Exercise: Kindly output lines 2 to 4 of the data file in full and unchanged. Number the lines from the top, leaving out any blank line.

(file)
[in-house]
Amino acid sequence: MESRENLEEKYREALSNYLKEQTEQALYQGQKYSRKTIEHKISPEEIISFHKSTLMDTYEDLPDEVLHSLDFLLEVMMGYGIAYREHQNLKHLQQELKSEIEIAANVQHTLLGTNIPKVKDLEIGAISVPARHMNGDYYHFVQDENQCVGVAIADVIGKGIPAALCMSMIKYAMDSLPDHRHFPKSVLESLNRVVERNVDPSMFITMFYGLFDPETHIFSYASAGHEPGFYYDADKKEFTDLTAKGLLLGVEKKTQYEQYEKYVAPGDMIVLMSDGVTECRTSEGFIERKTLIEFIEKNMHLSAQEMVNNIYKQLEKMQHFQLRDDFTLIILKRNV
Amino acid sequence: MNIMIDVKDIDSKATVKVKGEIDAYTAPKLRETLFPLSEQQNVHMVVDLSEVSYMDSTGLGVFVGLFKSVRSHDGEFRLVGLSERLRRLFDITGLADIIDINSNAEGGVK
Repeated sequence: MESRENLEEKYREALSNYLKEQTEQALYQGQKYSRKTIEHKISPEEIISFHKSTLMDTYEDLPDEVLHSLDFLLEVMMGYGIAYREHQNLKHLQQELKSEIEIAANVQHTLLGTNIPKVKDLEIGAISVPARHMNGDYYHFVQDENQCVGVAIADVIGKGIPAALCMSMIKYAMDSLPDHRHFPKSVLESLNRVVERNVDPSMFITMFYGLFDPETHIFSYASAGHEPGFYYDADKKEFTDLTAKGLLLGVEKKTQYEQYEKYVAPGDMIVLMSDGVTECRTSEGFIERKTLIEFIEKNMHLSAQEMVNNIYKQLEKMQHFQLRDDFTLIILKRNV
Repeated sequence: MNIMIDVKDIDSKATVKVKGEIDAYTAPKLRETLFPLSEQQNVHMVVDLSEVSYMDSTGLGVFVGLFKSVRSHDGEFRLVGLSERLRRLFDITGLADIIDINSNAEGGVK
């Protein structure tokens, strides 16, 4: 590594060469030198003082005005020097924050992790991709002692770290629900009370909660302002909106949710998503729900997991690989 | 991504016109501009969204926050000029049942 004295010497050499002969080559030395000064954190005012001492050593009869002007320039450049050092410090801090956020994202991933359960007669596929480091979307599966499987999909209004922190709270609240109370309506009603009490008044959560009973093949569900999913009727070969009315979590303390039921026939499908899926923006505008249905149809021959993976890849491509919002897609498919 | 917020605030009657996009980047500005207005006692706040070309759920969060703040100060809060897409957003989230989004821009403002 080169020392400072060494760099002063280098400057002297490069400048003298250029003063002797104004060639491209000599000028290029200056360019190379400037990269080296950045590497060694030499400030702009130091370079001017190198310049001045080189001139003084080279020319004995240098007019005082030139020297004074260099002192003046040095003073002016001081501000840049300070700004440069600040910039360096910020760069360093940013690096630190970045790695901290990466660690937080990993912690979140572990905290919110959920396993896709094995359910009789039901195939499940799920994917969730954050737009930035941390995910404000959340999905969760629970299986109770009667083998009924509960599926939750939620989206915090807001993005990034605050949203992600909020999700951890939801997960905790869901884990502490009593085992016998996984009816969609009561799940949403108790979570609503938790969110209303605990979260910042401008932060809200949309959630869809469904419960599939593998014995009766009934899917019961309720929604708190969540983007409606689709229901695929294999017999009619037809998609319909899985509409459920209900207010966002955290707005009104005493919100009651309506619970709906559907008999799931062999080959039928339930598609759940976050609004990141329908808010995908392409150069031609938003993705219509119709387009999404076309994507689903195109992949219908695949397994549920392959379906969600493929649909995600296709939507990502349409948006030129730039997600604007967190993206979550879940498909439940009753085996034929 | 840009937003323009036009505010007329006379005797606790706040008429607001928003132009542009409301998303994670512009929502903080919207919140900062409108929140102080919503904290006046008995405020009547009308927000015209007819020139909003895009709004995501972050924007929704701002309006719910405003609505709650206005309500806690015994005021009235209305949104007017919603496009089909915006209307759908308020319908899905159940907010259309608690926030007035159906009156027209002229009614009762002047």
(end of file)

Amino acid sequence: MESRENLEEKYREALSNYLKEQTEQALYQGQKYSRKTIEHKISPEEIISFHKSTLMDTYEDLPDEVLHSLDFLLEVMMGYGIAYREHQNLKHLQQELKSEIEIAANVQHTLLGTNIPKVKDLEIGAISVPARHMNGDYYHFVQDENQCVGVAIADVIGKGIPAALCMSMIKYAMDSLPDHRHFPKSVLESLNRVVERNVDPSMFITMFYGLFDPETHIFSYASAGHEPGFYYDADKKEFTDLTAKGLLLGVEKKTQYEQYEKYVAPGDMIVLMSDGVTECRTSEGFIERKTLIEFIEKNMHLSAQEMVNNIYKQLEKMQHFQLRDDFTLIILKRNV
Amino acid sequence: MNIMIDVKDIDSKATVKVKGEIDAYTAPKLRETLFPLSEQQNVHMVVDLSEVSYMDSTGLGVFVGLFKSVRSHDGEFRLVGLSERLRRLFDITGLADIIDINSNAEGGVK
Repeated sequence: MESRENLEEKYREALSNYLKEQTEQALYQGQKYSRKTIEHKISPEEIISFHKSTLMDTYEDLPDEVLHSLDFLLEVMMGYGIAYREHQNLKHLQQELKSEIEIAANVQHTLLGTNIPKVKDLEIGAISVPARHMNGDYYHFVQDENQCVGVAIADVIGKGIPAALCMSMIKYAMDSLPDHRHFPKSVLESLNRVVERNVDPSMFITMFYGLFDPETHIFSYASAGHEPGFYYDADKKEFTDLTAKGLLLGVEKKTQYEQYEKYVAPGDMIVLMSDGVTECRTSEGFIERKTLIEFIEKNMHLSAQEMVNNIYKQLEKMQHFQLRDDFTLIILKRNV